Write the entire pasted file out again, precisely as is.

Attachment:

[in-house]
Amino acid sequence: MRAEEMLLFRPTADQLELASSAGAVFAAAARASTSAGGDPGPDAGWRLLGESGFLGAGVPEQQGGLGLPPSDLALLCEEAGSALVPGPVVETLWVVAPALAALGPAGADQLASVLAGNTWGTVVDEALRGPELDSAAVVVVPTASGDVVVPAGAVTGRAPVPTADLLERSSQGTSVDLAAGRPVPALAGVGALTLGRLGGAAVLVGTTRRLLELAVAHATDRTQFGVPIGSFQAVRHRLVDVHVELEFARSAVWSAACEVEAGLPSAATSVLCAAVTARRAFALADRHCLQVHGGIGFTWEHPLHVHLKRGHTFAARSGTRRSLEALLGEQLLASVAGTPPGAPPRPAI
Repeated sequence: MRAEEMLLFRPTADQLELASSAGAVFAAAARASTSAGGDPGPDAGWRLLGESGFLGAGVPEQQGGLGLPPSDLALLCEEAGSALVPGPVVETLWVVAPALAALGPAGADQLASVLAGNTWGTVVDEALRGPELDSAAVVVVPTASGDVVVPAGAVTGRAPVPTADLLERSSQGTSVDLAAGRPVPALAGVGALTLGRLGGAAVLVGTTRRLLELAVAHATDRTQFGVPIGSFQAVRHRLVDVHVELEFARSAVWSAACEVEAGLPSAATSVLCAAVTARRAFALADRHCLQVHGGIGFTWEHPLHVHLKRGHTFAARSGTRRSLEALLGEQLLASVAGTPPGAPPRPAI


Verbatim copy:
[in-house]
Amino acid sequence: MRAEEMLLFRPTADQLELASSAGAVFAAAARASTSAGGDPGPDAGWRLLGESGFLGAGVPEQQGGLGLPPSDLALLCEEAGSALVPGPVVETLWVVAPALAALGPAGADQLASVLAGNTWGTVVDEALRGPELDSAAVVVVPTASGDVVVPAGAVTGRAPVPTADLLERSSQGTSVDLAAGRPVPALAGVGALTLGRLGGAAVLVGTTRRLLELAVAHATDRTQFGVPIGSFQAVRHRLVDVHVELEFARSAVWSAACEVEAGLPSAATSVLCAAVTARRAFALADRHCLQVHGGIGFTWEHPLHVHLKRGHTFAARSGTRRSLEALLGEQLLASVAGTPPGAPPRPAI
Repeated sequence: MRAEEMLLFRPTADQLELASSAGAVFAAAARASTSAGGDPGPDAGWRLLGESGFLGAGVPEQQGGLGLPPSDLALLCEEAGSALVPGPVVETLWVVAPALAALGPAGADQLASVLAGNTWGTVVDEALRGPELDSAAVVVVPTASGDVVVPAGAVTGRAPVPTADLLERSSQGTSVDLAAGRPVPALAGVGALTLGRLGGAAVLVGTTRRLLELAVAHATDRTQFGVPIGSFQAVRHRLVDVHVELEFARSAVWSAACEVEAGLPSAATSVLCAAVTARRAFALADRHCLQVHGGIGFTWEHPLHVHLKRGHTFAARSGTRRSLEALLGEQLLASVAGTPPGAPPRPAI